While such an approach as micro level steps may have some impact, they do not address the major, macro level concerns. How can public money be raised for unknown purposes or acquisitions? Does it not amount to investors writing blank cheques? For valuation and pricing, how does the market consider unknown cash flows from unknown businesses, where the issue proceeds would be utilised, in an unknown future into today? How does one monitor utilisation of issue proceeds? What about future investors and their returns if future profits are encashed today? What about the company’s future itself, when they are asset light and nimble footed?

These are times when a pleasant website, marque address (may not even exist as SEBI found out in an investigation that a company’s address was 42nd floor of a posh building in Singapore; though that building had only 24 floors!) and a few exotic graphs and numbers (with small font size) could bring in lot of business and valuation multiples. [Think of the world of cryptos and stablecoins, such as Luna, and those companies’ bravado of assuming as ‘para central banks’!].

Lower shelf-life

Future acquisitions, expansion of client base, rider base, employee base, etc., are possible only if there is a ‘future’ for the company. These days, the shelf-life of companies itself is shrinking. The average lifespan of a company has, reportedly, reduced to about 15 years as compared to 90 years a century ago.

Being completely footloose, technology/network companies can be folded up in a matter of minutes. This is evident from the rapidity with which the promoters encash and quit via the OFS attached to the IPO. Sometimes, with OFS going up to 70 per cent, some IPOs appear to be only a facade.

Fundamentally, there should be nothing different for valuation whether a company is a tech, network entity or a brick-and-mortar one. Valuation should be based on visible, if not tangible, assets and value propositions. Are there only tailwinds for the new-age companies and headwinds for the well- established ones? Is “promised land” better than well-established places? Fairytales, like in the crypto world, are not sufficient. Disrupters want to disrupt even these principles and fiddle with the “equilibrating” capabilities of markets.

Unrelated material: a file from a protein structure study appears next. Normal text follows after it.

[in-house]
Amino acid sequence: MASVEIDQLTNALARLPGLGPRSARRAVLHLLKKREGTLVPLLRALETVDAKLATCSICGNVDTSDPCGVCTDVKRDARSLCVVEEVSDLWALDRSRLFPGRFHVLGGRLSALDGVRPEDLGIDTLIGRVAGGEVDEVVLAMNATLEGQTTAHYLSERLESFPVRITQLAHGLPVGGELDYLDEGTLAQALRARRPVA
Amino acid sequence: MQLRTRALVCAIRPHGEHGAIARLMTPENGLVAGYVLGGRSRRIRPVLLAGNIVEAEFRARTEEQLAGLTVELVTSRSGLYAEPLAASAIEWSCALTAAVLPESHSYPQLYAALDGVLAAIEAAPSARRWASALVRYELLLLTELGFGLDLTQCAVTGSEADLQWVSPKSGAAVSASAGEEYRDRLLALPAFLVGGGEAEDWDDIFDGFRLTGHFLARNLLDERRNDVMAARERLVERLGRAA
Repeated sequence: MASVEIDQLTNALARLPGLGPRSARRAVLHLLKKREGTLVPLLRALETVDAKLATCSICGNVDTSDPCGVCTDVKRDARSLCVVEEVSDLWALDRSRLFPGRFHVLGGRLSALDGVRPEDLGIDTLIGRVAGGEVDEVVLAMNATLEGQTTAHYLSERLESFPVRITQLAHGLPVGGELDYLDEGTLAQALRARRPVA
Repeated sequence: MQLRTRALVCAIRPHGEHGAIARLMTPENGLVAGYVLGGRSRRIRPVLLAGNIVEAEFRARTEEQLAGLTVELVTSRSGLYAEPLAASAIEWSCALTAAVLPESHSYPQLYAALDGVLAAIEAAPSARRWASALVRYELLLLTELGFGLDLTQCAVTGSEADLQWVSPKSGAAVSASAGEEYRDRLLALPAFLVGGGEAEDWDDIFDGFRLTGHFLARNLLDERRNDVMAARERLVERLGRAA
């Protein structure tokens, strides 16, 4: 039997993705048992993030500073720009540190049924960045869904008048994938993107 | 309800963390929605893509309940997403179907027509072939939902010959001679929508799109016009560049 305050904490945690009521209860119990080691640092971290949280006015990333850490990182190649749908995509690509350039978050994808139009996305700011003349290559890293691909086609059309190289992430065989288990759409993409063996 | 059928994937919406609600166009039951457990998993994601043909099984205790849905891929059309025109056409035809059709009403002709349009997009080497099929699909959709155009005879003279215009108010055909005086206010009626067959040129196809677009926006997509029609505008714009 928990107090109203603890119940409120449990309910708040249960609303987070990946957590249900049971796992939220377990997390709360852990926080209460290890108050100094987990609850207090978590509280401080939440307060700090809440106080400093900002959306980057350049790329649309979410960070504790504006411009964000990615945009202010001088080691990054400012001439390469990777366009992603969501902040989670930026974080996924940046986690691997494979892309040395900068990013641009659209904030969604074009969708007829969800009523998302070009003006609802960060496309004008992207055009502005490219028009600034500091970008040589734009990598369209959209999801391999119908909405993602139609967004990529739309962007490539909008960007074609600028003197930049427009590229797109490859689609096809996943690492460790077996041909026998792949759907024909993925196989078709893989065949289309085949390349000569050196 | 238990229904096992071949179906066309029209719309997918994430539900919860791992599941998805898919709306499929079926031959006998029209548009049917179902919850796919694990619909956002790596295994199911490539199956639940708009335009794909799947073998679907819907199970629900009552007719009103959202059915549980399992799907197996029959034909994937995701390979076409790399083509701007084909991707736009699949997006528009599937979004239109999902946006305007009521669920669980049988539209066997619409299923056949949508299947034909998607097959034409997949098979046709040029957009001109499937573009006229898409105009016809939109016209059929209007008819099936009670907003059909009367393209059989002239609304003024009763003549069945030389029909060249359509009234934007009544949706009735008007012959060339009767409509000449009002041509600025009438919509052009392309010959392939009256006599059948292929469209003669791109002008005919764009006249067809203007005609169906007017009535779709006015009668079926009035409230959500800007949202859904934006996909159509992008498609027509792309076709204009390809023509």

It is ironic that the same pundits who praised the fairytale valuation of the new-age entities had serious doubts on the valuation and pricing of the LIC IPO. A company with proven track record of growth and profitability and sitting on mountains of the securities and other tangible and financial assets had to downsize its IPO and reduce the IPO price drastically. LIC had to mostly depend on itself: its own policyholders and companies in which the insurer holds substantial stake.

Probably, the relative role played by the merchant bankers needs scrutiny, as under their oversight this distorted valuation and IPO pricing have flourished, as did the vanishing companies in the 1990s. The opportunity cost of others’ over-ambition is borne by LIC and other IPOs in the offing; which have become the ‘collateral damage’, impinging on capital market’s ability to allocate resources.

Nair is Director, National Institute of Securities Markets, and Sahoo is Distinguished Professor, National Law University Delhi. Views are personal

Leave a Reply

Fill in your details below or click an icon to log in:

WordPress.com Logo

You are commenting using your WordPress.com account. Log Out /  Change )

Twitter picture

You are commenting using your Twitter account. Log Out /  Change )

Facebook photo

You are commenting using your Facebook account. Log Out /  Change )

Connecting to %s